The grand Middle Eastern decouple is here. Make no mistake, we at TFIGlobal, have been waiting for this dissociation for a long time now. Whenever we say decouple, you should instinctively think China. What is happening is that China is being kicked out of the Middle East, and taking the lead of this noble initiative is the brave Jewish nation of Israel. Tel Aviv has set in motion what we like to call the ‘Great Grand China Decouple’. Of course, to the surprise of many, Israel has been nudged to do so by the Biden administration – in what suggests Joe Biden finally might be getting his head together regarding China.
Israel to Rethink Infrastructure Projects with China
According to a report by Axios, the Biden administration and the Israeli government held low-profile consultations last month on China. The meeting on December 14, led by deputy national security advisers from both sides, was the first wide-ranging consultation between the two countries on China since Biden took office.
A senior Israeli official said both sides presented general policy lines and exchanged notes as they conduct their respective policy reviews, adding, however, that no decisions were reached. After these consultations, though, Israel is known to have assured the United States that it will notify Washington about significant deals it strikes with China and said it would re-examine these deals if the opposition is raised.
Israel has also reportedly asked the U.S. about alternatives to Chinese companies in the infrastructure sector. According to Haaretz, a similar request was made to the UK, and Israel hopes to advance mutual initiatives in the infrastructure sector with India and the United Arab Emirates as well. This is a prudent step to take, as decoupling from China would require Israel to have strong partners which would be willing to fill in the gaps immediately.
Chinese Investments in Israel
China has invested heavily in the Israeli economy. The most important of all Chinese investments is, of course, the Haifa port, which is seen as an important milestone in China’s BRI project. The port is slated to fall in the hands of SIPG, a Chinese government company, on a 25-year lease.
But Haifa port is not the only Chinese investment in Israel that now stands threatened because of a possible rift between the two countries. Chinese companies are also building an Israeli port in Ashdod and a light railways project running through the greater Tel Aviv area. The rail project is sensitive as it will pass in great geographical proximity to the Israeli military headquarters.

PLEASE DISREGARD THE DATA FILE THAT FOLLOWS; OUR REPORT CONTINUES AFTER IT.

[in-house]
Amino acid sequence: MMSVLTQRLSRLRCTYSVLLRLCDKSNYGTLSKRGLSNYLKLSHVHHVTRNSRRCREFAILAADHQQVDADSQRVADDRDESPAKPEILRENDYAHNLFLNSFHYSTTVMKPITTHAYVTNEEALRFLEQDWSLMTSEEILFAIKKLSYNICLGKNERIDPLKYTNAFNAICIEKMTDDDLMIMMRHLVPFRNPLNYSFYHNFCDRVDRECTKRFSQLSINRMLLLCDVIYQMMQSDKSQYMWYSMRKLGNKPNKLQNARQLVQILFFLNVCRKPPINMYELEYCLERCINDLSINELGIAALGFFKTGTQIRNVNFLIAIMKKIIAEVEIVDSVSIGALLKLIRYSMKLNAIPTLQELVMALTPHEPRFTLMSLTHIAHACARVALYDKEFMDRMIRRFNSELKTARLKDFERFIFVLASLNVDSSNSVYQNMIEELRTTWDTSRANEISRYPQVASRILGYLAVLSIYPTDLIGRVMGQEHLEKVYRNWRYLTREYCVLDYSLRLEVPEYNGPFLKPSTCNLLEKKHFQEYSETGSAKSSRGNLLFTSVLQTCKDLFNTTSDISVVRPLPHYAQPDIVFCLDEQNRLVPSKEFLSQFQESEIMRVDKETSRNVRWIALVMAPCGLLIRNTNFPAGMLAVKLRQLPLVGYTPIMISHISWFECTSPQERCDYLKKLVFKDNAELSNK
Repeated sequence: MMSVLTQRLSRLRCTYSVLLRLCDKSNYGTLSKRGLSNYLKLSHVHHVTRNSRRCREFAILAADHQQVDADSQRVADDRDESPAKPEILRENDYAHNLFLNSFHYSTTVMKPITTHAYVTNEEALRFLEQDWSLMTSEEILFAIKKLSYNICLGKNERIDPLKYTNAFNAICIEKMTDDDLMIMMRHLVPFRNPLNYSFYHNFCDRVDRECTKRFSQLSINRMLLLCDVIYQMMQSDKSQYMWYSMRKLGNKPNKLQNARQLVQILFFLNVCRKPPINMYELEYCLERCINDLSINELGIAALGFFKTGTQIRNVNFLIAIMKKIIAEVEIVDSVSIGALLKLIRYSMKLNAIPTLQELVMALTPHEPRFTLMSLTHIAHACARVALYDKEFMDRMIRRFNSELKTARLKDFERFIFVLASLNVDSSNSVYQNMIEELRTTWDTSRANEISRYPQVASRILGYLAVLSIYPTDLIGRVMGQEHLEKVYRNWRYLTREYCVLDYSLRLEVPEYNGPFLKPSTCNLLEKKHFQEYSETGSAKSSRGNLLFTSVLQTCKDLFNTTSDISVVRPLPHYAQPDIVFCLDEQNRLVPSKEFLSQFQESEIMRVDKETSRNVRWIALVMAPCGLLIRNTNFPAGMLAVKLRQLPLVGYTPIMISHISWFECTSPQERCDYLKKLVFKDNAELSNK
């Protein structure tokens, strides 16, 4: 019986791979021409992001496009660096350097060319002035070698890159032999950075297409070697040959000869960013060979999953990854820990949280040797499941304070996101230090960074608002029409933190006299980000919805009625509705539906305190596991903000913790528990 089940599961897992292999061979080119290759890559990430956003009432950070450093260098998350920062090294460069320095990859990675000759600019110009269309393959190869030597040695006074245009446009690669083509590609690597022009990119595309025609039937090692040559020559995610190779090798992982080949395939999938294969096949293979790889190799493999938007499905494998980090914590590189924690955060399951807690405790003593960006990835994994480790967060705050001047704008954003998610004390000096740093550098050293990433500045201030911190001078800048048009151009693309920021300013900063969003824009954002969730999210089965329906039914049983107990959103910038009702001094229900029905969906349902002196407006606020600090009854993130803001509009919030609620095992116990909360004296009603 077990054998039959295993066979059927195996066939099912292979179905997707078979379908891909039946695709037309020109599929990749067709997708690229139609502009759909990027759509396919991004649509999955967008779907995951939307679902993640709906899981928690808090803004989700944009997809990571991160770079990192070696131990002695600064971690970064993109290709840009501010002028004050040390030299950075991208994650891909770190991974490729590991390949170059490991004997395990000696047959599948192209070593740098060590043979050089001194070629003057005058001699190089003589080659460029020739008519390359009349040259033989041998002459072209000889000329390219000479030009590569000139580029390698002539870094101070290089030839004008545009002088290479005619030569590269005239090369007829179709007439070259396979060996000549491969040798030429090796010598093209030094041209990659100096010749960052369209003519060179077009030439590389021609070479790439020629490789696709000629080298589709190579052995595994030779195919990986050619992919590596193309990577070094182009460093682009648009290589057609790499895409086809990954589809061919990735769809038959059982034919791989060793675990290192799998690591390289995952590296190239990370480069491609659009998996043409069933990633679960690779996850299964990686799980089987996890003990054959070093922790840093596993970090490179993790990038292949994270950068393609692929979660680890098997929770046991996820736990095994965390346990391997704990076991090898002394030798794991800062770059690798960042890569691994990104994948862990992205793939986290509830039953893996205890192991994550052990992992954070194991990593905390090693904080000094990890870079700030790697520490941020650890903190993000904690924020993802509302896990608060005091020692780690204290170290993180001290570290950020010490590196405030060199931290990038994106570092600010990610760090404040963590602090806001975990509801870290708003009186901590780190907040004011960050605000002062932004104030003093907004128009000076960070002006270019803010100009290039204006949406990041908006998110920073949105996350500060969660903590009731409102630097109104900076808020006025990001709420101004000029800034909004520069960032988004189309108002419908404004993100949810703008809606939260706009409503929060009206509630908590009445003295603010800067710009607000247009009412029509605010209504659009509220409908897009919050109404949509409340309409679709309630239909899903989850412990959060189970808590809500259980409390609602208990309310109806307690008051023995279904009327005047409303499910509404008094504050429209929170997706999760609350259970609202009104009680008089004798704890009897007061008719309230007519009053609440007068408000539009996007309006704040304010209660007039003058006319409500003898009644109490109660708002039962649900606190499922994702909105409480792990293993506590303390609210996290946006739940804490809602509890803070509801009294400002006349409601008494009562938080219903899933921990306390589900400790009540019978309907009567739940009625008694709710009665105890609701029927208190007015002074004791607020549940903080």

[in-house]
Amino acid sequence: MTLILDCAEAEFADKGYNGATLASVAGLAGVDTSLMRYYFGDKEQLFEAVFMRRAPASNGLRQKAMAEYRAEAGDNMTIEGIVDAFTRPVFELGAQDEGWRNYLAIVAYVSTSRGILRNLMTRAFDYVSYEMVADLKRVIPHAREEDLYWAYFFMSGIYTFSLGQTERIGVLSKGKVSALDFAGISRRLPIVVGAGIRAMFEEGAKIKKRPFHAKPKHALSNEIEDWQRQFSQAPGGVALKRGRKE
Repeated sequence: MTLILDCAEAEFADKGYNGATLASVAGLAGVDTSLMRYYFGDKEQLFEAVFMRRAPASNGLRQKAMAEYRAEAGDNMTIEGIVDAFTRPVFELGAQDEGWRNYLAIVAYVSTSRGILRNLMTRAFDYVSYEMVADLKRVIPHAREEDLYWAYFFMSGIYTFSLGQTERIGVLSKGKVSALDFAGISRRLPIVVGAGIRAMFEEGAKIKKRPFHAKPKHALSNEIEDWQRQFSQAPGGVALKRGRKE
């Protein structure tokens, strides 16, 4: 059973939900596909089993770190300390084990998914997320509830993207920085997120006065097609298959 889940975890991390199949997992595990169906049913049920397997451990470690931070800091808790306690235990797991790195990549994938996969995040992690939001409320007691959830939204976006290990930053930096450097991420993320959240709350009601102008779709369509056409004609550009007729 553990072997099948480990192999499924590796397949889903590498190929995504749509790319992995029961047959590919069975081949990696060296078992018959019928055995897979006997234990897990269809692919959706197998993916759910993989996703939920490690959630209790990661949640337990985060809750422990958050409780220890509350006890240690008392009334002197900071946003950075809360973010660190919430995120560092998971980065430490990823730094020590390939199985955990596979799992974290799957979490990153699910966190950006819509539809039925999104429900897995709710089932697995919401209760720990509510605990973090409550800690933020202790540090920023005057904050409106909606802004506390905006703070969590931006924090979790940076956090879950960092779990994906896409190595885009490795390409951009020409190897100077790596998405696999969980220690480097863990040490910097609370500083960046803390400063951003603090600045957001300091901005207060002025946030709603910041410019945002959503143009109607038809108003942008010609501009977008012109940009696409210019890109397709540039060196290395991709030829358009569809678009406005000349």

Moreover, Hong Kong conglomerate CK Hutchison is also building a $1.5 billion water desalination plant in the Jewish nation. China has also been investing extensively in Israeli technology and businesses. As per IVC Data and Insights, it invested $400 million in Israeli start-ups in 2018 and $243 million in 2019.
China Steals Israeli Technology
Ties between Israel and China have been strained in recent months. In February this year, Israel had uncovered a nexus between some of its defence contractors and manufacturers and an “unnamed Asian country”. Last month, Israel revealed that the “unnamed Asian country” was none other than China.
The Israeli state attorney office connected to the finance department has said that ten Israeli suspects, including three companies, committed security violations to sell missiles to China. These companies and individuals have been found guilty of illegally exporting cruise missiles to the communist nation.
Interestingly, Israel gave China plenty of time to mend its ways. However, with the Israel-Gaza war earlier this year, let’s just say all such hopes were dashed. China engaged in blatant anti-Israel propaganda and sided with Hamas. It also acted against Israel at the United Nations.
Israel had been ducking the wider Sino-American conflict for long. But then, China’s nefarious moves have made Tel Aviv pick a side, and it is not China’s. Now, China is all set to get kicked out of Israel, after which the Communist nation will find its limited fortunes across the Middle East collapsing like its real estate sector.